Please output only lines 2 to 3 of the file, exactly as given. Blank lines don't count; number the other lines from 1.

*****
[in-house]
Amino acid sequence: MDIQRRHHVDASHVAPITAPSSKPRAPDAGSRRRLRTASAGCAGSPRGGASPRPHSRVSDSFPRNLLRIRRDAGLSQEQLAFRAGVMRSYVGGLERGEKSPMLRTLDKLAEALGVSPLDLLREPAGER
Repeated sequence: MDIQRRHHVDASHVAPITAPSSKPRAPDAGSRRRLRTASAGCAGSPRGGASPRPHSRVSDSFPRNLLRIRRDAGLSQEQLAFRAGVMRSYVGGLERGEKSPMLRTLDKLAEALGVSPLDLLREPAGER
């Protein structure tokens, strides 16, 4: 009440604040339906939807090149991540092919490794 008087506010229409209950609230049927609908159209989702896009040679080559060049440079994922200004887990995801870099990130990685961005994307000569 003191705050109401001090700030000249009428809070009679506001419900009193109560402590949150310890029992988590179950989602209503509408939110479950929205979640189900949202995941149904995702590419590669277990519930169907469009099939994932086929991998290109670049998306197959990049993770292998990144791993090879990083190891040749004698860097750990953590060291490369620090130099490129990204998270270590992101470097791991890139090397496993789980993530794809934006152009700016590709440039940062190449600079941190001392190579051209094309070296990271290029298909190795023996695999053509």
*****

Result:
Amino acid sequence: MDIQRRHHVDASHVAPITAPSSKPRAPDAGSRRRLRTASAGCAGSPRGGASPRPHSRVSDSFPRNLLRIRRDAGLSQEQLAFRAGVMRSYVGGLERGEKSPMLRTLDKLAEALGVSPLDLLREPAGER
Repeated sequence: MDIQRRHHVDASHVAPITAPSSKPRAPDAGSRRRLRTASAGCAGSPRGGASPRPHSRVSDSFPRNLLRIRRDAGLSQEQLAFRAGVMRSYVGGLERGEKSPMLRTLDKLAEALGVSPLDLLREPAGER